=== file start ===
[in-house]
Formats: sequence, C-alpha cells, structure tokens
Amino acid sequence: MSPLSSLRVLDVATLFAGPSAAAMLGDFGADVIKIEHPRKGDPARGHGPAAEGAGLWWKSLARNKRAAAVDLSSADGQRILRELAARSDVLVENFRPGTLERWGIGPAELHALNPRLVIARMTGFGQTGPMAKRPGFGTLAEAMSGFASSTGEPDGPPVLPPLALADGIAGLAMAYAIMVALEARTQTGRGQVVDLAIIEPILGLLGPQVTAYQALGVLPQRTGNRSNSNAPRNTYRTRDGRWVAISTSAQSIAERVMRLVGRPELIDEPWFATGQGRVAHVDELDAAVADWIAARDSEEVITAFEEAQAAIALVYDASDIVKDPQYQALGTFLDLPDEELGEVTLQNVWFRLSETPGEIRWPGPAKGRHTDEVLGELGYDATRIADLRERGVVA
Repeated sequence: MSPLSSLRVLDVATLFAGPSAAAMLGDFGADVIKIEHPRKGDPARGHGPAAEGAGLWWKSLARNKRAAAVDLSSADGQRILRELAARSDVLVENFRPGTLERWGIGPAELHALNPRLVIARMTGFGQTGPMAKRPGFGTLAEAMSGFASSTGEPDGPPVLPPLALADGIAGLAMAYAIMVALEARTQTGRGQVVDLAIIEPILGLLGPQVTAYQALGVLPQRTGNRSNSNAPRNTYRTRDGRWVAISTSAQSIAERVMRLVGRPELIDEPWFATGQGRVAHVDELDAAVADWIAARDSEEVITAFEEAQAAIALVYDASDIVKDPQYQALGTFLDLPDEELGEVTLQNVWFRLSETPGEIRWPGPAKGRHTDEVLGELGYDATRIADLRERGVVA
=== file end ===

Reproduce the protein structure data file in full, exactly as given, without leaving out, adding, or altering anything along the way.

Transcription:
[in-house]
Formats: sequence, C-alpha cells, structure tokens
Amino acid sequence: MSPLSSLRVLDVATLFAGPSAAAMLGDFGADVIKIEHPRKGDPARGHGPAAEGAGLWWKSLARNKRAAAVDLSSADGQRILRELAARSDVLVENFRPGTLERWGIGPAELHALNPRLVIARMTGFGQTGPMAKRPGFGTLAEAMSGFASSTGEPDGPPVLPPLALADGIAGLAMAYAIMVALEARTQTGRGQVVDLAIIEPILGLLGPQVTAYQALGVLPQRTGNRSNSNAPRNTYRTRDGRWVAISTSAQSIAERVMRLVGRPELIDEPWFATGQGRVAHVDELDAAVADWIAARDSEEVITAFEEAQAAIALVYDASDIVKDPQYQALGTFLDLPDEELGEVTLQNVWFRLSETPGEIRWPGPAKGRHTDEVLGELGYDATRIADLRERGVVA
Repeated sequence: MSPLSSLRVLDVATLFAGPSAAAMLGDFGADVIKIEHPRKGDPARGHGPAAEGAGLWWKSLARNKRAAAVDLSSADGQRILRELAARSDVLVENFRPGTLERWGIGPAELHALNPRLVIARMTGFGQTGPMAKRPGFGTLAEAMSGFASSTGEPDGPPVLPPLALADGIAGLAMAYAIMVALEARTQTGRGQVVDLAIIEPILGLLGPQVTAYQALGVLPQRTGNRSNSNAPRNTYRTRDGRWVAISTSAQSIAERVMRLVGRPELIDEPWFATGQGRVAHVDELDAAVADWIAARDSEEVITAFEEAQAAIALVYDASDIVKDPQYQALGTFLDLPDEELGEVTLQNVWFRLSETPGEIRWPGPAKGRHTDEVLGELGYDATRIADLRERGVVA